Mid-January. Sigh. It's time to stop hoovering cookies like it's mid-December, consider healthier food and maybe even ... learn something?
Duke and UNC are offering six free seminars on sustainable food systems. Staff and faculty at the two campuses have collaborated to produce the lectures, which are open to the public.
The Robertson Seminars on Sustainable Food Systems will take place every other Wednesday evening starting Jan. 21, alternating between Duke's Love Auditorium and Room 116 in UNC's Murphey Hall. The series aims to raise awareness and interest in food sources, and in the relative economic, social and environmental costs and benefits of various food production practices.
Each week features a different topic presented by guest speakers, such as local restaurant, business and farm owners and operators, as well as researchers, educators and nonprofit leaders.
The Jan. 21 meeting at Duke, "Emerging and Value-Added Industries," will feature talks by representatives of Benjamin Vineyards & Winery, Sari Sari Sweets and Chapel Hill Creamery. Other topics in the series include retailing, food security and access, and education and research. For more information, e-mail firstname.lastname@example.org.
Or on to one of the 100 (100!) vlog episodes that Cary-based chef Todd Mohr has posted online. Mohr, founder of Savor Hospitality (www.savorhospitality.com) and The Cooking School, launched "Cooking Coarse" in August, and just posted the centennial episode last week. Mohr's philosophy—in person and online—is to teach cooking methods, not recipes. So, in each 10-minute vlog, he goes through the steps of preparing a dish—say, dry-cured salmon (episode 94) or pasta dough (episode 98). He also wears funny hats.
Mohr now has students logging in from all over the world, even Latvia. "Every day I look forward to the comments, questions and words of encouragement from viewers who are fed up with the frustration of the written recipe and want to practice standard cooking methods," he said in a release. "I'm already planning episode 500, and thinking about number 1,000." Vlog on, Todd. Check him out at www.savorhospitality.com/cookingcoarse.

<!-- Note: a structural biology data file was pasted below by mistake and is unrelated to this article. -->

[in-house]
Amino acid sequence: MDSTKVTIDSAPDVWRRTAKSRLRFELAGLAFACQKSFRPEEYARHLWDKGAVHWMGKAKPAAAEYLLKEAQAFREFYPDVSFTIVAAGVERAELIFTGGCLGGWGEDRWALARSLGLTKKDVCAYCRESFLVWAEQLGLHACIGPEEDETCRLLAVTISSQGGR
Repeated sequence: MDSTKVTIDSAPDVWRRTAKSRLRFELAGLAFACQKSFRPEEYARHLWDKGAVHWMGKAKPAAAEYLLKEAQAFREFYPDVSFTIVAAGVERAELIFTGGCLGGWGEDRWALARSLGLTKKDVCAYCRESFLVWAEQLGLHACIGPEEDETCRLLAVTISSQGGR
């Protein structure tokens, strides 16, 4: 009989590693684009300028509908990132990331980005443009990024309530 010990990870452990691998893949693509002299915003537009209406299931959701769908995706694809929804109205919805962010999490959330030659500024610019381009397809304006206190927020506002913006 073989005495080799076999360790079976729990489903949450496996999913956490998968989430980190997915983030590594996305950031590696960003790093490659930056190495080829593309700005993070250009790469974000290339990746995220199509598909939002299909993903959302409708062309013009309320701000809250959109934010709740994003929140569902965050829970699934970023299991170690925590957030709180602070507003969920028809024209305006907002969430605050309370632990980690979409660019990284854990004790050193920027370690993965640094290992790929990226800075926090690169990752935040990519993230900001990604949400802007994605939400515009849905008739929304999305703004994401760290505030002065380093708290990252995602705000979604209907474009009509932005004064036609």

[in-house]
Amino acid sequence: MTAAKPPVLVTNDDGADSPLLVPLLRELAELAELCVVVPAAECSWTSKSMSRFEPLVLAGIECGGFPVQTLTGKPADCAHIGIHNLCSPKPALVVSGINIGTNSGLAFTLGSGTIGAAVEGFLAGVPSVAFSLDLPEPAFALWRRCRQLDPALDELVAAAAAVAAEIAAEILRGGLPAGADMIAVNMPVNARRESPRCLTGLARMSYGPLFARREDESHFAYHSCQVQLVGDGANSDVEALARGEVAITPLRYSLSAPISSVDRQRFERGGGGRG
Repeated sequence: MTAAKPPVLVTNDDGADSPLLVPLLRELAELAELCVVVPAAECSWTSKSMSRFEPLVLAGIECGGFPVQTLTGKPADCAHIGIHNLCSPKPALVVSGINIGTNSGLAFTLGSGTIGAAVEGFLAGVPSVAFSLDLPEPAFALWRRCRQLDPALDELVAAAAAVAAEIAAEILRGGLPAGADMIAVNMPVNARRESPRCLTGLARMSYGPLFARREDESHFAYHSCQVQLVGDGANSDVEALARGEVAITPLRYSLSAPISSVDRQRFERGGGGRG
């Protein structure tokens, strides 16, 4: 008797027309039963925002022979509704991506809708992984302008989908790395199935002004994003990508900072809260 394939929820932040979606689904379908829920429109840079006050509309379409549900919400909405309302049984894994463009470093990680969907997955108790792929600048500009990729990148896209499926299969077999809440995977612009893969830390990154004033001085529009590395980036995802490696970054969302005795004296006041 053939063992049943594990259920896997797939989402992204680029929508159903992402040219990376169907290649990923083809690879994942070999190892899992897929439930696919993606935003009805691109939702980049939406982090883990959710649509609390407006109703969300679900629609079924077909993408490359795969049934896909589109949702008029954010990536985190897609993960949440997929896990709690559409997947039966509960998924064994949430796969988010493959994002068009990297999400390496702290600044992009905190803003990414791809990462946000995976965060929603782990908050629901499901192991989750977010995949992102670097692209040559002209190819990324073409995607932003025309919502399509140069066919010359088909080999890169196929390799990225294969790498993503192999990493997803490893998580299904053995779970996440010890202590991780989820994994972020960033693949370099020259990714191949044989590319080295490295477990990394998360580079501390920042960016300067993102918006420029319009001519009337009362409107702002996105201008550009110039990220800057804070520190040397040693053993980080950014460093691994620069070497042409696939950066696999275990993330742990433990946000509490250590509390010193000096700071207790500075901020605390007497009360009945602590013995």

Whole Foods Market in Raleigh (3540 Wade Ave., 828-5805, www.wholefoodsmarket.com) has two cooking classes coming up. From 6:30 to 7:45 p.m. Jan. 22, Chef Sheri Castle will hold forth on making hearty winter stews, both meat-based and vegetarian. Samples and a wine pairing will be served. Cost is $20, and pre-registration is required. From 4 to 5 p.m. Jan. 27, Megan Ricketts will teach an introductory kids' class for ages 5 to 9. On the syllabus are basic techniques to help kids help whoever's cooking. Parents are welcome. Cost is $5, and pre-registration is required.
Also, A Southern Season (U.S. 15-501 and Estes Drive, Chapel Hill, 929-7133, www.asouthernseason.com) hosts "Fridays Uncorked" every Friday at 5 p.m. These are a chance to taste and learn about a specific grape, growing region or food pairing. Pouring Jan. 16: wines of the Loire Valley. Cost: $15.
Know about a fun food happening in the Triangle? Send it to Now Serving at email@example.com.